Agenda-driven education, left or right, is not the way.
These days, one can’t turn on the news or look at social media feeds without seeing multiple disturbing stories and images.
This seems to be a near-universal theme: Democracy is under attack. But that’s where agreement ends.
The left says democracy is under attack from conservative extremists.
The right says democracy is under attack from liberal extremists.
Both claim the U.S. Constitution is on their side.
Confusing? Sure is.
Older folks are pretty much set in their ways, as evidenced by the lack of give-and-take from either side.
So let’s think about younger folks.
The most serious concern is whether young people today, in this age of short attention spans, are gathering enough information at school to make intelligent decisions. That, in a word, is doubtful.
With so many distractions piled on kids -- the ubiquitous phone, social media algorithms that blow up their feeds, sports travel teams, an explosion of extracurriculars, not to mention challenges kids may face at home -- it’s not really the fault of young people that proper education in history, government, economics and so forth can be a reach.
For that matter, to some degree teachers get a pass as well in an environment where schools increasingly are expected to do surrogate parenting and remedial basic life lessons.
Nevertheless, if kids do not become well versed in the knowledge and skills to function as reasonably adjusted adults in a self-governing society, the American foundation is threatened.
So we’re supportive, at a basic level, of the legislative effort in Wisconsin to mandate statewide teaching of a civics curriculum. The measure has drawn support from Wisconsin Manufacturers and Commerce and the Wisconsin Newspaper Association. It calls for teaching history, the context of the Declaration of Independence, the Constitution, the Bill of Rights and to instill “a sense of civic pride and desire to participate regularly with government at all levels.”
So far, so good.
Another bill moving through the Legislature, though, would prohibit teaching students that systemic racism is or has been a national problem, and also ban training staff about topics such as implicit bias.
Put those two matters together and this question begs to be asked: Is it possible this amounts to legislative overreach with an agenda, meant to establish what children are allowed to learn?
And we go back to the partisan divide.
The right believes the left controls schools and actively indoctrinates students in liberal ideology.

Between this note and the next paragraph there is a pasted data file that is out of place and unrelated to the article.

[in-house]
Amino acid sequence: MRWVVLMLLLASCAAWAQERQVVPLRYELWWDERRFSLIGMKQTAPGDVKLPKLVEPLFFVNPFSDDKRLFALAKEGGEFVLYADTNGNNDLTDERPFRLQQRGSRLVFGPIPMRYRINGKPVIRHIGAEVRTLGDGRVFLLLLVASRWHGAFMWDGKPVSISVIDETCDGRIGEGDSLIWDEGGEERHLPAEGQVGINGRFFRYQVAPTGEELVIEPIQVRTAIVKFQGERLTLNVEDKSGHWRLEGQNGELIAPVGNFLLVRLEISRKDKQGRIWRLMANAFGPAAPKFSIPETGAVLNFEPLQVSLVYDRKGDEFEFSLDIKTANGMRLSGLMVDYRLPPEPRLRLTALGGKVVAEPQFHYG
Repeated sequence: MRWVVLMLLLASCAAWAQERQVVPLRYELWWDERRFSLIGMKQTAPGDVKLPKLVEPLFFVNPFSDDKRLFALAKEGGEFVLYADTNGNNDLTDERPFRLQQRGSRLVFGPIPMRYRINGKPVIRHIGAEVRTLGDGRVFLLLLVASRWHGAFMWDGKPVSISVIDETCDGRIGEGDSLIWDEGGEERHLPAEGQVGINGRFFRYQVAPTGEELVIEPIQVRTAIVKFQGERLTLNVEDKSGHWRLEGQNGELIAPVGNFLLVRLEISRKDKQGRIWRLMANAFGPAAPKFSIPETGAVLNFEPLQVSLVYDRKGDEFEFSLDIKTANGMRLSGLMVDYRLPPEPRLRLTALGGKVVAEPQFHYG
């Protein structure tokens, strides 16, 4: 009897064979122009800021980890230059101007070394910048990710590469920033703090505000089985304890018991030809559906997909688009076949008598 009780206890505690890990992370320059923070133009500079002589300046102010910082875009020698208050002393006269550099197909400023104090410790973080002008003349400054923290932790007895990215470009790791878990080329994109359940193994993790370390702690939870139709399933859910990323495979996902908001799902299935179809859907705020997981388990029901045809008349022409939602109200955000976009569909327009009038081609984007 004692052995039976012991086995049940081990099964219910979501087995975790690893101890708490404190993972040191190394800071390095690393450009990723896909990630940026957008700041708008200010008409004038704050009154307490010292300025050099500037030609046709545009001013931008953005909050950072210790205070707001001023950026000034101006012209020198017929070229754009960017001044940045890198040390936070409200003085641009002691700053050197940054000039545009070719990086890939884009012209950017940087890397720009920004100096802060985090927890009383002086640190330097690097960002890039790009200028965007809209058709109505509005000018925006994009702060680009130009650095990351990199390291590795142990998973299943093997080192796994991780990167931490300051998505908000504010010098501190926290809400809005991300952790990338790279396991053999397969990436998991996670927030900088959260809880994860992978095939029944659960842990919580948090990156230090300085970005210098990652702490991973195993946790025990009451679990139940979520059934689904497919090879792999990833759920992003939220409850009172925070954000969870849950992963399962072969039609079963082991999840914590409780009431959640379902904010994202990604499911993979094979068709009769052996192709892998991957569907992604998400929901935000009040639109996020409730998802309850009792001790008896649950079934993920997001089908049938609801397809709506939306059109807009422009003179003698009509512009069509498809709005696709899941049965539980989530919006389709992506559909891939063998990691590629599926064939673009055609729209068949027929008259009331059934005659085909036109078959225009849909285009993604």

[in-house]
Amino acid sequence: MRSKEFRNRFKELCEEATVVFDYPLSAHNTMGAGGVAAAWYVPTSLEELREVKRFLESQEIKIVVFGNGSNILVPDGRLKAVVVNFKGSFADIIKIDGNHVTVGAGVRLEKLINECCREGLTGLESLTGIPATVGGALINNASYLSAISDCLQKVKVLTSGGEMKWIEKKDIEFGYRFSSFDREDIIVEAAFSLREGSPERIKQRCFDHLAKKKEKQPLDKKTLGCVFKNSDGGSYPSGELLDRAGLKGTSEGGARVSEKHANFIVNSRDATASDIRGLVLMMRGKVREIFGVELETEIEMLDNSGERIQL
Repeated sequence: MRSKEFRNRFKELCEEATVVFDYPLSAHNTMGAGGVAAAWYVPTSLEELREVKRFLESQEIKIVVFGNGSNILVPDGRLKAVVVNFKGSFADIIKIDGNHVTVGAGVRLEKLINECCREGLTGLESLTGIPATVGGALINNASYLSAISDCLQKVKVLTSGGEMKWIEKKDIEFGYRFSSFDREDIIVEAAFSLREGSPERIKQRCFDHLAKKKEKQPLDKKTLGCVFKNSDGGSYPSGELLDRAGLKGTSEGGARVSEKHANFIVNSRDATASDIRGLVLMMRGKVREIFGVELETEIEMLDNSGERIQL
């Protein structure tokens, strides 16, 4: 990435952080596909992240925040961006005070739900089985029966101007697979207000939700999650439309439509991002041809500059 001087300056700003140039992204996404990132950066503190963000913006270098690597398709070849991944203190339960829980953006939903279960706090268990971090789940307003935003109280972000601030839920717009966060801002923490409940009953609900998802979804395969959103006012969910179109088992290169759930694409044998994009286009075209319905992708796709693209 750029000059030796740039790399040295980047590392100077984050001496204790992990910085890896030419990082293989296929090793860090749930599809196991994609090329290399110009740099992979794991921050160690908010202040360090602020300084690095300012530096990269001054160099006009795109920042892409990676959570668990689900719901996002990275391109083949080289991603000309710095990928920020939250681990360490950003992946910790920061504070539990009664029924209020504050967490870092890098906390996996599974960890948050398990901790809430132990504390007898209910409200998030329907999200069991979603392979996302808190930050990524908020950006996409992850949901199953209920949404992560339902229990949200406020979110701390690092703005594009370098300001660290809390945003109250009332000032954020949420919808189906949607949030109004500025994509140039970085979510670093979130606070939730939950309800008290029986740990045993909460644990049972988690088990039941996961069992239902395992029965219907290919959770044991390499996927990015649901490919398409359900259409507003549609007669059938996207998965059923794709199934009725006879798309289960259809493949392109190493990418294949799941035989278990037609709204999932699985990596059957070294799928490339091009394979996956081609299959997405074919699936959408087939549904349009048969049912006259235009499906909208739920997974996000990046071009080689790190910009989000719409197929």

The left is suspicious bills like the ones moving through the Wisconsin Legislature are intended to indoctrinate students in rightist ideology.
Meanwhile, the Wisconsin Association of School Boards went on record saying nearly all state school districts already are teaching civics. Likewise, school authorities claim no one is teaching what has become known as critical race theory.
Here’s our thoughts.
It’s just as important to teach students to have knowledge and appreciation for America’s way of governance as it is to instill reading, writing and arithmetic skills. The Founders began an experiment with a belief that free people could govern themselves and establish civic institutions to assure and preserve freedom. To be blunt, ignorance is the enemy of liberty. Schools should be obliged to turn out graduates who understand the nation’s system and why good citizenship is required to continue the great American experiment.
At the same time history should never be selective. Slavery is a continuing stain for a nation that has taken too long to live up to its own ideals. It was not solved by the Civil War. Afterwards came the Ku Klux Klan. And Jim Crow laws. Separate drinking fountains and restrooms and the back of the bus. The point was perfectly illustrated earlier this year when the 100th anniversary of the Tulsa race massacre was observed. For tens of millions of Americans that was the first time they had heard of the slaughter and burning of the prosperous Greenwood neighborhood. That was no accident. That history was not taught. Not even in Tulsa.
History and civics is more than necessary. It’s essential. But it should be taught the way it was and is, not with a left or right agenda.
The best of the Founders believed in the people and thought they could be trusted with the truth, whether it upset one ideological set or another. We agree. Teach it all, so students have a base of knowledge that recognizes America’s greatness and its challenges.